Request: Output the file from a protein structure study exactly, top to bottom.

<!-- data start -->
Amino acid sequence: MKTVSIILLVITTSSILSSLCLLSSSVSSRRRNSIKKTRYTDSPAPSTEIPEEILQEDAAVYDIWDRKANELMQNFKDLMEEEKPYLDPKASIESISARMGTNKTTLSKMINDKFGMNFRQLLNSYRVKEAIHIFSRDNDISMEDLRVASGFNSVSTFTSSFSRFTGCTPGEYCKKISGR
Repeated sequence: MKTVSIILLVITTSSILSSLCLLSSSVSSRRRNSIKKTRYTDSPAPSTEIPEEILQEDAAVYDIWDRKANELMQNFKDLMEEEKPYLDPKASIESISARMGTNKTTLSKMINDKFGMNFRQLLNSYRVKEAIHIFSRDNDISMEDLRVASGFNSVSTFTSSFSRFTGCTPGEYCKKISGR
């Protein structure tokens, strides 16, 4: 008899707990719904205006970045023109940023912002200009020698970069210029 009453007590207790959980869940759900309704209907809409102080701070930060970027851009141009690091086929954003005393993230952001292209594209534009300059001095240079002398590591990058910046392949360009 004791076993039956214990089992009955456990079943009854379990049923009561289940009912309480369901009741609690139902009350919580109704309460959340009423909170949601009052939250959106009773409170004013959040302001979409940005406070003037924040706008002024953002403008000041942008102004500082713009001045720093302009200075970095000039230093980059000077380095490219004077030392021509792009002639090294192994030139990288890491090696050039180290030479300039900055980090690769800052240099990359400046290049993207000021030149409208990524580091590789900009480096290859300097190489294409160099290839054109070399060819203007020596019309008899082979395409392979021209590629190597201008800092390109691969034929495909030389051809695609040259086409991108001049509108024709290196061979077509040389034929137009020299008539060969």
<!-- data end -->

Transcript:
Amino acid sequence: MKTVSIILLVITTSSILSSLCLLSSSVSSRRRNSIKKTRYTDSPAPSTEIPEEILQEDAAVYDIWDRKANELMQNFKDLMEEEKPYLDPKASIESISARMGTNKTTLSKMINDKFGMNFRQLLNSYRVKEAIHIFSRDNDISMEDLRVASGFNSVSTFTSSFSRFTGCTPGEYCKKISGR
Repeated sequence: MKTVSIILLVITTSSILSSLCLLSSSVSSRRRNSIKKTRYTDSPAPSTEIPEEILQEDAAVYDIWDRKANELMQNFKDLMEEEKPYLDPKASIESISARMGTNKTTLSKMINDKFGMNFRQLLNSYRVKEAIHIFSRDNDISMEDLRVASGFNSVSTFTSSFSRFTGCTPGEYCKKISGR
């Protein structure tokens, strides 16, 4: 008899707990719904205006970045023109940023912002200009020698970069210029 009453007590207790959980869940759900309704209907809409102080701070930060970027851009141009690091086929954003005393993230952001292209594209534009300059001095240079002398590591990058910046392949360009 004791076993039956214990089992009955456990079943009854379990049923009561289940009912309480369901009741609690139902009350919580109704309460959340009423909170949601009052939250959106009773409170004013959040302001979409940005406070003037924040706008002024953002403008000041942008102004500082713009001045720093302009200075970095000039230093980059000077380095490219004077030392021509792009002639090294192994030139990288890491090696050039180290030479300039900055980090690769800052240099990359400046290049993207000021030149409208990524580091590789900009480096290859300097190489294409160099290839054109070399060819203007020596019309008899082979395409392979021209590629190597201008800092390109691969034929495909030389051809695609040259086409991108001049509108024709290196061979077509040389034929137009020299008539060969």